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Hall Emery, the developer behind Fifth + Broadway, an office building on Music Row and more, paid a combined $20 million for two trendy Germantown properties. One is the Hammermiller Building, which is home to The Optimist restaurant, a high-end local favorite, and the other, which falls across the street, is the building home to Oku Sushi and Shed Fitness. No development plans are on the horizon, according to a statement. The purchase was a joint venture with part of the seller group, Vantage Realty’s Chris Carter and Gene Rice, who are responsible for recruiting the existing tenants. “We want to be in Germantown because it is the epicenter of over a billion dollars in private and public investment,” said Allie Hall, vice president at Hall Emery.

Metro and Bell Construction, with the help of Nashville-based architect Moody Nolan, are planning a May construction start for 90 units of “permanent supportive housing” at 600 Second Ave. N. The project, to be financed through Metro’s affordable housing budget, will help accommodate homeless individuals in need of shelter. The Metro Development and Housing Agency will manage the five-story property and operate an office from the site. The project was conceptualized back in 2019 but hit roadblocks due to a capital spending freeze and design overhaul requested by the mayor, according to Jennifer Westerholm at Metro’s Department of General Services and to Andrea Fanta, Mayor John Cooper’s press secretary.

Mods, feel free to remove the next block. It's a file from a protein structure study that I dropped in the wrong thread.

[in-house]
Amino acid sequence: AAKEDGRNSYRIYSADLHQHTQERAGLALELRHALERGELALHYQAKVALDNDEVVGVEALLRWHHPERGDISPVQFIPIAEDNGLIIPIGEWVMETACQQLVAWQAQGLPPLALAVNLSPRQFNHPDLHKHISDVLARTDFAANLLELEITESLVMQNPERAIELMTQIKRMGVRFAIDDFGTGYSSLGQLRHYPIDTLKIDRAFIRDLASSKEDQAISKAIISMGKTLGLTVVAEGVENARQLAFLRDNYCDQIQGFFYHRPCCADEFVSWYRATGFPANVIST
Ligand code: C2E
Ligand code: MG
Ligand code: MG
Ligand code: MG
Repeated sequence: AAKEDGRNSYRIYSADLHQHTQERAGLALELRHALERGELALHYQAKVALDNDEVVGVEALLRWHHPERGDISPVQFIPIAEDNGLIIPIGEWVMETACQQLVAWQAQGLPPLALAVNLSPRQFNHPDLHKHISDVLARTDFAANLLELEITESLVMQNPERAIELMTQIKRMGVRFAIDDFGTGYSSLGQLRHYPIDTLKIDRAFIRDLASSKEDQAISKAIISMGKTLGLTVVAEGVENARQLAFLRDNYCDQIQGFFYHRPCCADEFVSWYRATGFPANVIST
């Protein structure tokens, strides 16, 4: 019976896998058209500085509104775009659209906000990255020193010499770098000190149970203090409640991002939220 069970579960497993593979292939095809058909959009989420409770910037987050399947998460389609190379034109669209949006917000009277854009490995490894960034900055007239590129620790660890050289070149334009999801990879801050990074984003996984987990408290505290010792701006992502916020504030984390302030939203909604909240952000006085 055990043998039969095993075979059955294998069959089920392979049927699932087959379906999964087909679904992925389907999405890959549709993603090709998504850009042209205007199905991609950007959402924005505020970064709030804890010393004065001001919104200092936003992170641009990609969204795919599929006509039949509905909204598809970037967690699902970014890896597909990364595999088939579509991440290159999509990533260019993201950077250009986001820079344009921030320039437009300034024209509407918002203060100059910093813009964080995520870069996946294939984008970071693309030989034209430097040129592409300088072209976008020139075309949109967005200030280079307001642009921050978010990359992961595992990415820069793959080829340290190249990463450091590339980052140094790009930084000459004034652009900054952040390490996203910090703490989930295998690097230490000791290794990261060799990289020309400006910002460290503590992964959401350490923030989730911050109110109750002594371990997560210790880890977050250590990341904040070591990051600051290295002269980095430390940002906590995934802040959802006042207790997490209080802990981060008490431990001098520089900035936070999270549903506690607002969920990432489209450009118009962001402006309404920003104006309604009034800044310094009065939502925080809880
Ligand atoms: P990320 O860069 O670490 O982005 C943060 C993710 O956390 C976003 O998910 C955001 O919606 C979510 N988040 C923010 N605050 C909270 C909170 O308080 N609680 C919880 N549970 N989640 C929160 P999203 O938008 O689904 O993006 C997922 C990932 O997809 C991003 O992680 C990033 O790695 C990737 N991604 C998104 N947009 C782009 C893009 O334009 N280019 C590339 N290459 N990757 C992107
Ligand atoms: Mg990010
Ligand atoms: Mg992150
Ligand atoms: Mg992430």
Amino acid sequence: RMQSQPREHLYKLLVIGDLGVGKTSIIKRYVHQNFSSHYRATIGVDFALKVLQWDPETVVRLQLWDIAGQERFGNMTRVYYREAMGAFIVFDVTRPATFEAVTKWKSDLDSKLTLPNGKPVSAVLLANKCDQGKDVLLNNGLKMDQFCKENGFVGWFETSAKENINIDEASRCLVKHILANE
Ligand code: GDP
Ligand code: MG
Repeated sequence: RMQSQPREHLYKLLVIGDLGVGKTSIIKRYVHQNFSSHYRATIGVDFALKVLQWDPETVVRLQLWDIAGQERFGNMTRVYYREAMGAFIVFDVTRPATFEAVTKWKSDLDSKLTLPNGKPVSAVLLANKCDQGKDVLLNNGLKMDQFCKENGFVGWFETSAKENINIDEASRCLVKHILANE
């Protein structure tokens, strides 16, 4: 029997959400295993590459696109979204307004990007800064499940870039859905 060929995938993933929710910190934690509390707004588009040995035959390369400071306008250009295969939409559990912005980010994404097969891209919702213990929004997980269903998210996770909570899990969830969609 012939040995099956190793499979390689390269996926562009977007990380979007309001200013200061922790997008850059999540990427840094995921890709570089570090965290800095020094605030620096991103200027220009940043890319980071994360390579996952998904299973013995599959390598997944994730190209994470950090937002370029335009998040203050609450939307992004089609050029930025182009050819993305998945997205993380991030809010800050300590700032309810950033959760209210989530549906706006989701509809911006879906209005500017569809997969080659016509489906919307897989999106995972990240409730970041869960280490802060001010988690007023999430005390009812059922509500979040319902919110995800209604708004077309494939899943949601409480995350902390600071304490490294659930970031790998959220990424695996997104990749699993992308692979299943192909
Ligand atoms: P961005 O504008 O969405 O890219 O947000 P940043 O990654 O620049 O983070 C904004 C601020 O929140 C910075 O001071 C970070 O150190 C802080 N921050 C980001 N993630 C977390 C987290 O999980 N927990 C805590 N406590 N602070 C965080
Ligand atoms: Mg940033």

An undisclosed New York buyer spent $158.72 million on the 2010 West End apartment tower, according to newly filed deeds. The price is equal to $443,351 per unit, a near-record, and around $681 per square foot, one of the most notable prices of the last five years. Russ Oldham and Brett Kingman of Walker & Dunlop (formerly of CBRE) brokered the deal.

M Cubed Development, chaired by Century Farms co-developer Mark McDonald, spent $5.5 million on 900 Division St., which holds a two-story office building, according to newly filed deeds. The site last sold in 2017 for $1.1 million. No construction permits related to the property have been filed.

Boston-based Longpoint Realty Partners spent $36 million on the airport-area Park ‘N Fly warehouse building, according to Metro records. The business closed its doors on Dec. 15, according to a report from a local NBC affiliate.

  • An LLC affiliated with New York real estate investment giant Blackstone spent $48 million on the Olympus Midtown apartments, according to newly filed deeds. The property, located at 1700 State St., has 170 units, equaling a purchase price of $282,352 per unit. Bristol Development Group developed the property in 2010.
  • Cincinnati developer Al. Neyer is eyeing a 14-story, 287-unit apartment building at the intersection of 18th Avenue and Patterson Street, according to a report from Nashville Post. The firm plans to buy its project site this summer. Nearby, at 17th Avenue and Patterson Street, Tim Morris and a group of local investors are planning another mid-rise apartment tower.
  • The retail space in Boyle Investment Co.’s 60-acre mixed-use development, Meridian Cool Springs, has three new additions. The property is now fully leased, according to a news release. Juice bar Clean Juice, luxury spa facility Woodhouse Spa and Thai restaurant The Eastern Peak are joining various other businesses at the development, including the recently opened New Moon Yoga and fitness studio Hotworx. Existing retailers include Cajun Steamer, Tupelo Honey Café, Peace Eyecare, Noodles & Co., Edward Jones and more.
  • Nashville’s apartment market is still going strong, according to a new report from ApartmentData.com. Occupancy rates are hovering around 93% (down slightly from last month), and the past year has brought a 24.1% rental rate growth. Nearly 9,000 new units are currently under construction, with nearly 28,000 units proposed. The market continues to be a top choice for real estate investors looking to make a profit, especially as Nashville’s flood of new residents keeps coming.

Publication: Nashville Business Journal

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